simple C++

OS owensavill at compuserve.com
Mon Oct 9 07:58:17 UTC 2000


Hello,

If you want a full blown IDE, which is unbelievably difficult to start with !!!
try SNiFF (www.takefive.com). Once you get use to its incedibly quirky ways and
odd focus behaviour its not too bad ! 

Owen

On Sat, 07 Oct 2000, you wrote:
> Your thanks are appreciated.  One more plug for "gide".  Kdevelop, I think, is way
> to complex and bloated for what, in my understanding, you need.  If you really
> want a fancy IDE with all the bells and whistles I would suggest C-Forge. You can
> get it at www.codeforge.com.  I've tried about every IDE for Linux there is and
> this one is, in my opinion, the best.  It's a commercial product, but they offer a
> free version that is limited to 200 files per project and doesn't include a few of
> the bells/whistles.  C-Forge has an excellent and mercifully short tutorial for C
> that will get you up and working in 5 or 10 minutes.
> 
> Having said this I still recommend gide for students learning C.  The one thing
> all these 'Project' oriented IDEs suffer from is that they are designed to be used
> with large efforts.  A large program still only has one 'main' function.
> Therefore, every time you code a new program you have to define a new Project
> because a project only contains a single 'main'.  The amount of overhead in
> clicking and typing to create a new project just to type in a small program is
> irksome to say the least.
> 
> Gide is a simple editor with auto indent and highlighting for C. From it's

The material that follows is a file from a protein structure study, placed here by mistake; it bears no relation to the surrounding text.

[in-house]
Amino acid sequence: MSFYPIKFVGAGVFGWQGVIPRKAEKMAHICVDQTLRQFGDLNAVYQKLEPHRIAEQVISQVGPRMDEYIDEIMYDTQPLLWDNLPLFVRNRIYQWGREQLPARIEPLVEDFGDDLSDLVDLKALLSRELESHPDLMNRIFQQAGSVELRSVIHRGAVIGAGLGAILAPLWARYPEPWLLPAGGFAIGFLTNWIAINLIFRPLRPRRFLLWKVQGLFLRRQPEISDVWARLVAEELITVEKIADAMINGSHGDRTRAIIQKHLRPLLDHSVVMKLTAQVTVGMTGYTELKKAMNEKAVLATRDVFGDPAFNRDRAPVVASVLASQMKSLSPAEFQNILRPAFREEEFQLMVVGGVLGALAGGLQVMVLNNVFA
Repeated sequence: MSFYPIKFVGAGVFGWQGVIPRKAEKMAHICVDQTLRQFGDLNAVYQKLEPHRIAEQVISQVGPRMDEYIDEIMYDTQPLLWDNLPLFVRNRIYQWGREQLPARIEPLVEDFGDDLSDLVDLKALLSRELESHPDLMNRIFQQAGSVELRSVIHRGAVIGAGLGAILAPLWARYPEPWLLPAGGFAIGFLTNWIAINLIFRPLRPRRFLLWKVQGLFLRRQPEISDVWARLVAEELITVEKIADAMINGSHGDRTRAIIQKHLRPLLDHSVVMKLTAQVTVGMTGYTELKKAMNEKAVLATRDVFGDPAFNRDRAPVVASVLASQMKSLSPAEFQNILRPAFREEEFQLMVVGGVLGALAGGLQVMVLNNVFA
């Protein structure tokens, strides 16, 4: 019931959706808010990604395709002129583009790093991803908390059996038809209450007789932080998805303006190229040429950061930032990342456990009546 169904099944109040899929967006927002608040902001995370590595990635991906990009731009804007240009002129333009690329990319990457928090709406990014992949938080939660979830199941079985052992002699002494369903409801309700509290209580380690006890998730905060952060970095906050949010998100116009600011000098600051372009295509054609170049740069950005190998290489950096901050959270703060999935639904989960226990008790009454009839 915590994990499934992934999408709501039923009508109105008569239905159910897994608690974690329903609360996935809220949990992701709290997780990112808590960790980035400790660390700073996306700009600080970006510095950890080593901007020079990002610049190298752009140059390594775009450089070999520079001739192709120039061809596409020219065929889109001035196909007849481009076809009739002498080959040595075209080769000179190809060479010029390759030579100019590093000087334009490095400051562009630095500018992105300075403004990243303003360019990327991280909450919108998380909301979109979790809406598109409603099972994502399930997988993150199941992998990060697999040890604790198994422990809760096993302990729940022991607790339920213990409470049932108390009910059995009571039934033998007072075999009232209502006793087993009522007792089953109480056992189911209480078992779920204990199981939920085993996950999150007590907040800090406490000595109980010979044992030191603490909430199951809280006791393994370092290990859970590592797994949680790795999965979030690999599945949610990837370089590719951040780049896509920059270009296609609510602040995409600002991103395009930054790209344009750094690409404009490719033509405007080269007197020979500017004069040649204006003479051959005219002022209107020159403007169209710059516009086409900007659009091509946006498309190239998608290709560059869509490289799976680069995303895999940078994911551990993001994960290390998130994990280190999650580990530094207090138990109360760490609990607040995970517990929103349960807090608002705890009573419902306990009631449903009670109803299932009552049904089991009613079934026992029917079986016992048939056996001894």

> pulldown menu you can automatically compile and run your program.  It is
> configurable so you can send the output to a terminal window.  The terminal window
> pops up when you run the program so you can type in any info the program needs.
> It's simple and easy to use.  The major IDEs are such that you could write a whole
> book on how to use their features.  This probably isn't what you want for students
> learning to program.
> 
> Regards,
> 
> Jeff Stephens
> 
> OS wrote:
> 
> > Red Hat do a nice editor called Source Navigator. It is available from
> > sources.redhat.com. They are also working on Insight, a graphical front end to
> > gdb, but it is very definitely beta at the moment !
> >
> > Owen
> >
> > On Wed, 04 Oct 2000, you wrote:
> > > For a very simple C++ editor try "gide".  It's available from gide.pn.org.  I
> > > had the same problem as I am trying to learn C++ on my own.  This one is very
> > > simple but offers the compile/run options from within the editing window and
> > > output springs up in an xterm.  For a debugger don't use gdb by itself.
> > > Download the 'ddd' graphical front end for gdb which is excellent.  It is
> > > available from multiple sources on the net.  Just search on 'ddd and linux'.
> > >
> > > Regards,
> > >
> > > Jeff Stephens
> > >
> > > Erik Hjelmås wrote:
> > >
> > > > Hi,
> > > >
> > > > I work at a college where we're considering switching to Linux starting
> > > > with the programming classes. We've used Borlands c++ compiler for the
> > > > last 6-7 years I think. Here's my problem;
> > > >
> > > > - emacs is to tough for many of the beginners whose just taking one or two
> > > > programming classes
> > > >
> > > > - kwrite and gcc is a combination, but gdb i to tough as a debugger
> > > >
> > > > I would like to use Kdevelop from day one, but isn't there any way I can
> > > > program simple C++ programs without creating a whole projects with dousins
> > > > of files?
> > > >
> > > > Is there any chance Kdevelop will give me this option in the future?
> > > >
> > > > I would like to use Kdevelop because its seems very easy to both program,
> > > > compile and debug for beginners (and of course offers so much more later
> > > > on in the classes).
> > > >
> > > > hope this wasn't off topic, if so I apologize
> > > >
> > > > cheers,
> > > >
> > > > /Erik
> > > >
> > > > ****************************
> > > > Erik Hjelmås   http://www.hig.no/~erikh    erikh at hig.no




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